by Matt Porter
reviewed on PC
You’ve got a Quarp Jet, a spaceship which is able to make use of quantum teleportation. That’s pretty cool, right? Sadly, that little piece of backstory might be the coolest part of Velocity Ultra, a top-down shooter from Futurlab which started life as a PlayStation Vita game, and has now made the leap over to PC.
The main premise of the game is pretty simple. You fly at speed through each level rescuing survivors by flying over their floating pods, shooting enemies and turrets, teleporting short distances through walls when your path is blocked and hitting switches in order to open up new paths. You will also unlock a long range teleport, allowing you to drop a beacon earlier in the level which you can return to at any time. This leads to situations where there are dead ends, but you still have to travel down them to flip the next switch, subsequently returning to your previous point.
Several types of enemies will hinder your path, none of which are particularly challenging. Most will just fly in a set pattern, some will occasionally fire at you. Things can get hectic when there are turrets and swarming ships filling the screen with hazards, but the hitboxes on enemy fire seem a little loose, as there were multiple times when I thought I was about to be hit by a projectile when it just passed right by me. When eventually you do get hit enough times, you’ll lose a life and reset to a checkpoint, but lose all your lives and you’ll have to start the whole level again.
Action over story
Levels are generally quick bursts of action, with three medal awards based on your time and the number of survivors you save. Each of them can be completed in just a couple of minutes at most, especially the speed levels which suggest that you never let go of the boost button. These are generally tests of dexterity, where you will have to quickly use the teleport function rather than fighting off enemies. To teleport you hold down the button, then move a cursor to where you would like to go. I played most of the game with a gamepad, but teleporting using the analogue stick was finicky at best. When asked to be done at speed, or to jump into a tight space, it was near impossible to pull off with any consistency.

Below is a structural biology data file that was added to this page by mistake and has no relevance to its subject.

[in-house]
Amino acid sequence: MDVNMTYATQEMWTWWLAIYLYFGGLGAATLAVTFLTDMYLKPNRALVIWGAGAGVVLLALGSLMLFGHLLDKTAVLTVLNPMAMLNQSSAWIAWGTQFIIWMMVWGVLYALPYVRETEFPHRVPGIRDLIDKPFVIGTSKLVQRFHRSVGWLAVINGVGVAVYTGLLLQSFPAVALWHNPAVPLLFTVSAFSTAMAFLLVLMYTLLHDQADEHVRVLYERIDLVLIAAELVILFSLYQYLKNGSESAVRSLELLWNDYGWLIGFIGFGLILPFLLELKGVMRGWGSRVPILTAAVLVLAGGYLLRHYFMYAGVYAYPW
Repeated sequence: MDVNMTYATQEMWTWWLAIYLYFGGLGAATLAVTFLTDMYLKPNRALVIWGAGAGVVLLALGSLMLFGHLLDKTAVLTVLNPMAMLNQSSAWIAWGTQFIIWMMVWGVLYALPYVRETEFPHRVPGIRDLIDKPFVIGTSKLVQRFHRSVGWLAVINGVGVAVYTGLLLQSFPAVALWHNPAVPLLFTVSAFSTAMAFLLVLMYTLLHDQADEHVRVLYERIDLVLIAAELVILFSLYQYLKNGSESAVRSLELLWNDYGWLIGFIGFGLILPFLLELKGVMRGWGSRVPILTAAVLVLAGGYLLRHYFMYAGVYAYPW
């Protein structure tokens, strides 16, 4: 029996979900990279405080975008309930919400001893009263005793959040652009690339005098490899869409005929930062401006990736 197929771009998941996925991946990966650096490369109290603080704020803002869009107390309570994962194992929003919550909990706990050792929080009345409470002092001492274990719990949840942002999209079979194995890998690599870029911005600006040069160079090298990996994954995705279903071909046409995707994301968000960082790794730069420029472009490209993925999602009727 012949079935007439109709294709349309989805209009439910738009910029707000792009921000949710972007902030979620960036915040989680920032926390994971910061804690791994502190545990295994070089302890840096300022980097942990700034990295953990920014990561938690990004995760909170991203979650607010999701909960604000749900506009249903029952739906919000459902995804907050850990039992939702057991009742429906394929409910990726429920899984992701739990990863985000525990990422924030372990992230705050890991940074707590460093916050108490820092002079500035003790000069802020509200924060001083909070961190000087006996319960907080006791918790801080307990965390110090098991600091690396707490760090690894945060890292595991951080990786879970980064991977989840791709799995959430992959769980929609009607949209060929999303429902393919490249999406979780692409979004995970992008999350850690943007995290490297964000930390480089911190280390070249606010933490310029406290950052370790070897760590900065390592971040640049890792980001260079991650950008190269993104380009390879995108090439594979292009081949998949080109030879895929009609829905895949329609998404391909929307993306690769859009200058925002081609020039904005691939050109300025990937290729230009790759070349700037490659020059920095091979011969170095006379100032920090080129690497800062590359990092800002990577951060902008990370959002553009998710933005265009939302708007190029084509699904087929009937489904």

There is a minimal story going on here, but it’s only ever told through text on a still screen, and there are text files which are easily missed. Missions are unlocked by earning experience, meaning you don’t have to do them all in order, and in fact you can skip some entirely. Beyond the fifty main missions there are twenty challenge levels to unlock for a quick extra bit of action, but there’s nothing that compelling about them.
Bizarrely, you can play Minesweeper from the main menu. There’s no explanation for it, it’s just there. Actually, it’s not even a particularly good version of the game. There are no options, it’s just a simple 10x10 grid with twenty mines. I’m no Minesweeper expert, but isn’t the standard number of mines for a 10x10 grid, ten? Double the mines meant I never completed a game, and I spent a fair amount of time playing it since the core game of Velocity Ultra didn’t grab me all that much. There’s also a calculator next to Minesweeper. Again, I have no idea why.
It’s got simple visuals which aren’t very stylish, and a driving electronic soundtrack but nothing remarkable. It’s plain to see that this was originally a game built for a handheld, and the port up to the more powerful PC platform hasn’t helped it at all. Computer users will desire something more, and although there are some unique mechanics here, the overall product just comes across as being pretty mediocre.
Teleportation mechanic is fairly unique and interesting.
It’s fine as a little game on its native handheld platform, but the power of the PC demands more.